6. Be Positive
At times, it might be hard to muster up a single ounce of positivity when it comes to schooling kids on a bad day. You don’t have to be all sunshine all of the time when you’re working with kids. However, you do need to keep a positive light on things. For instance, when it comes to schoolwork, don’t nag. Kids will be annoyed by it and you’ll get frustrated doing it. You should also never use putdowns when working with your children. This can resonate with them well into adulthood which might hinder them when they’re trying to reach their goals. When you work with children, try to use positive words and hopeful phrases, even if you’re not feeling it, your words will stick with them.
7. Add Relevancy
Kids can come up with a hundred questions at the drop of a hat, which makes teaching fun, spontaneous, and sometimes frustrating. However, when it comes to teaching, you need to be able to add some relevancy to life into your lessons. Otherwise, children, especially teenagers, aren’t going to want to deal with the lesson. If you’re not sure why something is relevant, then the internet will easily be able to steer you in the right direction. You never know, you might actually learn something remarkable when it comes to adopting this motto for your lessons. Even if you don’t, your kids will be more apt to learn when they understand why they have to learn the lessons.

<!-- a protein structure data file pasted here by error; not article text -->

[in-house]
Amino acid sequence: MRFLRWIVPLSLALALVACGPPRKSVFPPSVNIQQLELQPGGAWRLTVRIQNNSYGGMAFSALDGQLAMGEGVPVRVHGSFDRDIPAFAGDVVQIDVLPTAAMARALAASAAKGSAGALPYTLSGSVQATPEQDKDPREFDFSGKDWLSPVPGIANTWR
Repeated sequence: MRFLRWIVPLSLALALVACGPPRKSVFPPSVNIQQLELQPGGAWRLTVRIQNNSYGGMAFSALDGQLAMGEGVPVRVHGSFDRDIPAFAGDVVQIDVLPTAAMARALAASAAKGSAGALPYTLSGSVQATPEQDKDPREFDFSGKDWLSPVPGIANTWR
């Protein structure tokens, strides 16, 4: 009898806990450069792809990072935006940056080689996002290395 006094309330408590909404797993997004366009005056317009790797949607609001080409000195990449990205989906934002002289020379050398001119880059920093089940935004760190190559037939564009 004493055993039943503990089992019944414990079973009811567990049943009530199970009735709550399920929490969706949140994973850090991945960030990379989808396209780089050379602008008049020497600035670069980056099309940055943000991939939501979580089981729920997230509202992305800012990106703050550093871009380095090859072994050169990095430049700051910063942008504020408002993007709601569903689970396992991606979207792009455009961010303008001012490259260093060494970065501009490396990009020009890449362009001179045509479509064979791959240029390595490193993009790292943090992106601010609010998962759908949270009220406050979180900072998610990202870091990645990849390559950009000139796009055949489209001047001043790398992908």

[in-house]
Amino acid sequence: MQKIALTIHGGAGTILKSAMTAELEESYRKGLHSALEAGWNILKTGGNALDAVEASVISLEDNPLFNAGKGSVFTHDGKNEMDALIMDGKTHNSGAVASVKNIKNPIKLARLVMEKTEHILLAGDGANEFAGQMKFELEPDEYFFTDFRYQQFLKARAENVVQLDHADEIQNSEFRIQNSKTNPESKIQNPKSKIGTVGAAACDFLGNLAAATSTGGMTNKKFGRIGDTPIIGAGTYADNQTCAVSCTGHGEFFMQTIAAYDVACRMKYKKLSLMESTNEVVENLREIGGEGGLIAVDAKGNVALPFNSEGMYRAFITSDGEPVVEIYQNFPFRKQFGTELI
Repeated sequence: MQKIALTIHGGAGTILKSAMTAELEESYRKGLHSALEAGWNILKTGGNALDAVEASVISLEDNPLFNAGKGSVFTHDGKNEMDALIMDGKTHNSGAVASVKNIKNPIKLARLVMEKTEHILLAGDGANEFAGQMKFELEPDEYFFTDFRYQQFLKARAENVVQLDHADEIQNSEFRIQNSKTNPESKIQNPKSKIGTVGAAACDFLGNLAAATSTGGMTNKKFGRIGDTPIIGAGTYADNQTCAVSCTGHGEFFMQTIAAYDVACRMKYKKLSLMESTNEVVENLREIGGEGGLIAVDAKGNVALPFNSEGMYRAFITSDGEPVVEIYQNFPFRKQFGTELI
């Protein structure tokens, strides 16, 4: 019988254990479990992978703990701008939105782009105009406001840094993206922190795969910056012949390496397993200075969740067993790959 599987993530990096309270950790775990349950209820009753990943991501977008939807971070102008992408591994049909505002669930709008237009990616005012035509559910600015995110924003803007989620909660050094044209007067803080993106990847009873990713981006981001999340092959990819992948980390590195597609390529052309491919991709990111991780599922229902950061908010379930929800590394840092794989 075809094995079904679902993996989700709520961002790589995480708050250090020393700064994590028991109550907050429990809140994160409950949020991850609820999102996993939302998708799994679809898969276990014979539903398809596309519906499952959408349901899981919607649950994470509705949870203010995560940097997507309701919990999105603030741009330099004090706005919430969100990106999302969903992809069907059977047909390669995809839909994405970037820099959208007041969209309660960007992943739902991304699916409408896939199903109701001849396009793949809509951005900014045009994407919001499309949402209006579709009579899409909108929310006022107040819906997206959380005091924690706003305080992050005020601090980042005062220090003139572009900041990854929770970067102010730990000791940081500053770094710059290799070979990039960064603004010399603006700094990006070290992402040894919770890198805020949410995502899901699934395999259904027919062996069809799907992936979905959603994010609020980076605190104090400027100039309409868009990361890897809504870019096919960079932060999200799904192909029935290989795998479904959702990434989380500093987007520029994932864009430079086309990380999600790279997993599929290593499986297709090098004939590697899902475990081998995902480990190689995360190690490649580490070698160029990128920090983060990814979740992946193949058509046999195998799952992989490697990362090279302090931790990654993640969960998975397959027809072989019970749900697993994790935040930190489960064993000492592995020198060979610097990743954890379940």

8. Consider Environment
When it comes down to teaching, your child’s environment can have a whole lot to do with how they learn. Instead of teaching in a bland room, try to spice things up with posters or print outs that will make your home look and feel more like a classroom. Another thing to consider is the number of distractions in the home. Even if something doesn’t seem like a distraction, it might subconsciously be one. So, make sure you take the time to turn off the television during this time, cease chores, and simply allow kids to concentrate on whatever they want to concentrate on. You might find that this makes kids feel motivated and inspired to do their best.
9. Embrace Consequences
As a parent, you can’t burden all of your child’s responsibilities. This is especially true when it comes to older children. If you find yourself helicopter parenting during the school year, then you might take a couple of steps back. Doing this can actually cause your child to lose motivation, especially since they rely on you to help them meet their challenges. Instead of trying to keep your child on track constantly, allow them to learn that there are consequences when you don’t keep up with your work. It might harm their grade in the long run, but it is a lesson that sometimes just has to be learned.
10. Group Activity
Kids are used to going to school with their peers. So, just seeing classmates on the school’s group chat might feel weird to them. They might also lose motivation due to this. So, instead of leaving kids to work on their own, you might group together for school periods with the whole family. When your child is meant to be learning on their own, you can have everyone sit down together to discuss ideas, what they are learning, and to voice any concerns they might have. You’d be surprised by how much this can help, even if kids are not getting to socialize with their peers.
It isn’t going to be easy to get your children on task if they’re used to being in school. However, you don’t have to let the new situation stress you out. These ten tips will help keep your kids motivated, so you can easily get them on track and prepare them to deal with the new normal.